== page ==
At six, my baby boy is no longer a baby. Or so he reminds me every time I forget and call him "baby." While he's not my youngest, he will always be my baby.
He wasn't really planned, unless you count a drunken night of too long pent up passion even though we knew I was ovulating, planning. Not so much planned, but hoped for, once the hangover fog had lifted. My husband and I had been in a long term "Help a friend out" situation that involved a lot of physical labor and a camper. With lots of children. Have you ever spent extended time in an RV with your children? While it has its fun and exciting moments, passion is usually one of those things that quickly goes missing. So the one opportunity we had, while some generous friends kept the kiddoes, we took, and damn the consequences!
|Photo Credit: lou & magoo|
He was a bit different from the start. He was very clingy, huggy, touchy feely, whatever you want to call it, with me. With only me. I remember his second Thanksgiving, he was thirteen months old, and he cried every single time I went into the kitchen, despite having Daddy and a houseful of adoring siblings (really, they loved him passionately) vying for his attention. As he got older, he seemed to not understand when we said "No," and putting him in time out or taking away toys for bad behavior had zero affect on him. We brushed it off to stubbornness and kept plugging along, despite our frustrations, because we have always understood that consistency is key.
He was very schedule oriented. We attributed that to me being home with him and the other kids all being old enough to be in school. With it just being him and I, we quickly developed a routine, and stuck with it. But after he was about two, if his schedule varied, it caused major issues for him. If we went to the grocery store on a different day, or lunch was late, or any of the million and one things that can change for moms and kids during the day.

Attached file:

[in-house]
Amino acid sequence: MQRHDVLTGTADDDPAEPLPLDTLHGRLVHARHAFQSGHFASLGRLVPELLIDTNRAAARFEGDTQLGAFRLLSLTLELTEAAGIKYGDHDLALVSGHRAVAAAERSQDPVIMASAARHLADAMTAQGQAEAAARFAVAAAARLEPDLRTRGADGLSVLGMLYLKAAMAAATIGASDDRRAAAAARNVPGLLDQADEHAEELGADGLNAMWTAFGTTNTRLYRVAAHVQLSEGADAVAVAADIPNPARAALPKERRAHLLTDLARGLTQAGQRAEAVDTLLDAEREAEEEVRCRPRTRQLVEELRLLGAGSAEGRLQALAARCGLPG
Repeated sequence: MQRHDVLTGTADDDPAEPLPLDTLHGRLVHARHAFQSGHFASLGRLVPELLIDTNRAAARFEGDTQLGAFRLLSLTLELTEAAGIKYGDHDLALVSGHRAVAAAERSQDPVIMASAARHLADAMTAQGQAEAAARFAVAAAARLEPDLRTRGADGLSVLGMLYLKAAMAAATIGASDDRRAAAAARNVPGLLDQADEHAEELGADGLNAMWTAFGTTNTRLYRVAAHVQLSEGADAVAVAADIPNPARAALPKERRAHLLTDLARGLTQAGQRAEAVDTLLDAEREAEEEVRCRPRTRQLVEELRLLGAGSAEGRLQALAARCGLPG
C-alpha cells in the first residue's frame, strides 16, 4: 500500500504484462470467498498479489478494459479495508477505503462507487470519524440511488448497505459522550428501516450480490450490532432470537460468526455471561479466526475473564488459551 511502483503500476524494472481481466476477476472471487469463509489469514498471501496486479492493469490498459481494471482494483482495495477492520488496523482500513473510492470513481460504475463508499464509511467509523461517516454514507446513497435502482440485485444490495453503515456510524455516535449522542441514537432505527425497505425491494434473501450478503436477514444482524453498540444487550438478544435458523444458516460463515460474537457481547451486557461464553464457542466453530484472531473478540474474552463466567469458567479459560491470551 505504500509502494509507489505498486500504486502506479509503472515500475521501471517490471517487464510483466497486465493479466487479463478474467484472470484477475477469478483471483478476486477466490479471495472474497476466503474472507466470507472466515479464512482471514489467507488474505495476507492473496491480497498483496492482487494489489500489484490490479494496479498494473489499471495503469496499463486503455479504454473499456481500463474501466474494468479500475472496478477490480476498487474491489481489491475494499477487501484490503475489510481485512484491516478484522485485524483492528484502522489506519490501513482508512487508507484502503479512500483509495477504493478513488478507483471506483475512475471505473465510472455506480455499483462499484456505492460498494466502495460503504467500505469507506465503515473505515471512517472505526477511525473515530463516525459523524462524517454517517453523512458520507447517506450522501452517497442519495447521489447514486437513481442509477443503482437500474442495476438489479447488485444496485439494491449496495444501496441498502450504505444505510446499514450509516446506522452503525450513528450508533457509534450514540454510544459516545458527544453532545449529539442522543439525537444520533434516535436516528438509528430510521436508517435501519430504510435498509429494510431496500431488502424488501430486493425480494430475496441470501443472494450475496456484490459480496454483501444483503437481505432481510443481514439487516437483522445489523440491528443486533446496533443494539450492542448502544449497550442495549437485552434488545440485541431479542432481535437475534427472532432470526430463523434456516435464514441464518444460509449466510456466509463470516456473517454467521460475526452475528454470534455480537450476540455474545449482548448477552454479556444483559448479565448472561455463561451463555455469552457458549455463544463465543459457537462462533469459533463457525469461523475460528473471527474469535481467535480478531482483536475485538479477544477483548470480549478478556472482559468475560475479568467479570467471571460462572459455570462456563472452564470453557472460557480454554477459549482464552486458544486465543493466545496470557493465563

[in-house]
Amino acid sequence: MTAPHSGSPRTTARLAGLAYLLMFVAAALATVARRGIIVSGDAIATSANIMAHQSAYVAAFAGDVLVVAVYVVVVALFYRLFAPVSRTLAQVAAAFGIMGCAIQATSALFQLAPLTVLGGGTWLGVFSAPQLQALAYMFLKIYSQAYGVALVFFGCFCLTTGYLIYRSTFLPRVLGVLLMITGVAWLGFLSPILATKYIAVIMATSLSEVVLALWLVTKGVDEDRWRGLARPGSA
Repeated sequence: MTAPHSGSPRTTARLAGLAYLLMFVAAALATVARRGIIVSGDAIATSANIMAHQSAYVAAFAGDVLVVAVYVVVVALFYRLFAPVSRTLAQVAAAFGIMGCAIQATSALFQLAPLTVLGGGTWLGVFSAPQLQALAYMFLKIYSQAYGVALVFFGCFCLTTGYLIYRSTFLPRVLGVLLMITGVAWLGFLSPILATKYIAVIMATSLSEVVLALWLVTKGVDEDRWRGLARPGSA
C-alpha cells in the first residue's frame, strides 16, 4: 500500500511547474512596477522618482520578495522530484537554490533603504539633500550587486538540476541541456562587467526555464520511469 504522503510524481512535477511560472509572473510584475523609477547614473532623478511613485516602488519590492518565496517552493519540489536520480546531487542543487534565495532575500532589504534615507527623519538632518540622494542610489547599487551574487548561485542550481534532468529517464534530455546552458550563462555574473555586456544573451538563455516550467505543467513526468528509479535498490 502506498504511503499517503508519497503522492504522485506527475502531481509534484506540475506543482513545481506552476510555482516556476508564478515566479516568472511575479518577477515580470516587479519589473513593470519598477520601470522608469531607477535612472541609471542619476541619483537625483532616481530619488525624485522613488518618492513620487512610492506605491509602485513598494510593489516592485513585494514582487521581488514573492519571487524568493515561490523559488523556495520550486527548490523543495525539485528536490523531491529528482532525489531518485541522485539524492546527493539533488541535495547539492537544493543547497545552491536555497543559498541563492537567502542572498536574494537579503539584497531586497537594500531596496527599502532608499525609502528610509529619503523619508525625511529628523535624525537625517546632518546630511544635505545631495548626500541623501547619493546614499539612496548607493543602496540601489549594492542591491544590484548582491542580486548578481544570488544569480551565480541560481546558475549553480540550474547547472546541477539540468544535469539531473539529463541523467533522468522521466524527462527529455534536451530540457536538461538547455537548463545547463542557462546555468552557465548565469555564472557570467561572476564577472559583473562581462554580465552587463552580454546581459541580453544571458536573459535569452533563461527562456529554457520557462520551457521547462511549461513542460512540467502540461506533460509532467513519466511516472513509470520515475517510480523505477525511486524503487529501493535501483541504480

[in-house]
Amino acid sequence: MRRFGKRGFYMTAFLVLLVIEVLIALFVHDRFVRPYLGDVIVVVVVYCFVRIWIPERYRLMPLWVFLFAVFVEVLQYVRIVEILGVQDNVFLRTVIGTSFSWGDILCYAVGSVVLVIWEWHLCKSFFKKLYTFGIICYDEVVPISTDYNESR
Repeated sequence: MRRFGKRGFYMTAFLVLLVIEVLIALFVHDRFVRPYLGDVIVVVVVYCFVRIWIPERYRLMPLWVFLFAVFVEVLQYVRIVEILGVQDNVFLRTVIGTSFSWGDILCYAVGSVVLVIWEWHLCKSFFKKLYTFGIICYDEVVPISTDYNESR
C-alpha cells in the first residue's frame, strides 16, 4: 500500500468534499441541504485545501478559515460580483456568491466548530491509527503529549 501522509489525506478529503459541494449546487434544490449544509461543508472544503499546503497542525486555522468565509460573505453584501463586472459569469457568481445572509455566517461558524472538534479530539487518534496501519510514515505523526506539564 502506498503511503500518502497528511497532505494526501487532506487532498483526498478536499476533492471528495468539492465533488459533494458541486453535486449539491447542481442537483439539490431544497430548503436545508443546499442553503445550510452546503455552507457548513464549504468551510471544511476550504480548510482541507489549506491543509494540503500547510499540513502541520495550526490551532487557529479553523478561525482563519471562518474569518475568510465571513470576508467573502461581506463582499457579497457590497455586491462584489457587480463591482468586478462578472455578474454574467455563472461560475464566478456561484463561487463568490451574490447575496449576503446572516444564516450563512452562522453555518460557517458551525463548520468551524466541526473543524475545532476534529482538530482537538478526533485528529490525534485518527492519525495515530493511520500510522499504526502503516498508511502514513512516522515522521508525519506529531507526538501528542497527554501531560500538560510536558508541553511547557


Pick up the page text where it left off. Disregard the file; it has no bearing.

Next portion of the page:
The way he showed affection was different. Oh, sure, he would come up and give you a hug, if you asked for one, but when he was being affectionate on his own, he would press his forehead against yours. He would climb up on my lap and put his forehead against mine, and he could probably have stayed that way for hours if I could have. He would put more and more pressure against my head as time went on, though, so I couldn't do it for long.
Our local school has a preschool program for three and four year olds. It's a wonderful program, and all of my children who have gone through it have come out as readers. So when my son was old enough, we started taking him to visit at recess and early in the mornings so he could see if he liked it. When the new school year started, he was eager to go.
I don't know if the tics started, because he started school, or if I just noticed them more because he was gone for part of the day. But that is when we noticed the tics. First, it was talking in a growly voice. Then it was making a "whoop" sound after every sentence. Then it was making a beatbox type sound after every word.
I talked to his teacher about it. In our small community, the preschool teacher with twenty four years of preschool teaching experience is a pretty good authority about children's behavior. Yes, she had noticed the tics, but no, she wasn't concerned. Remember that our oldest boy was stuttering when preschool started. Remember that one of our daughters wouldn't talk to anyone when preschool started. They both outgrew those, he'll outgrow the tics.
By December, he hadn't outgrown the tics, and we finally sought a diagnosis. And we got the news that we had both been dreading, and expecting. My son has Asperger's Syndrome.
And now, we live each day with that diagnosis. But at least we know what is going on in his head. Well, that's probably not quite accurate either, but we have an understanding. I am thankful every day that he doesn't need therapy, or medical intervention on a regular basis. Having a diagnosis means we know that he's not just being difficult for the sake of being difficult, which gives us more patience. It doesn't mean we don't work to correct his behaviors; it does mean we approach it very differently. It means we follow routines and have little rituals that many families probably do not.
|Photo Credit: Fabian Bromann|
But despite all of these things, he's still my baby boy. I still remember the days when I was pregnant with his younger sister and the only place that was comfortable was the fold out bed on our old couch, and how we would spend our days there, cuddling, watching Sesame Street, and playing "got your nose", and Fourth of July evenings spent watching fireworks displays with my hands over his ears. His diagnosis doesn't mean we love him any differently. It just is.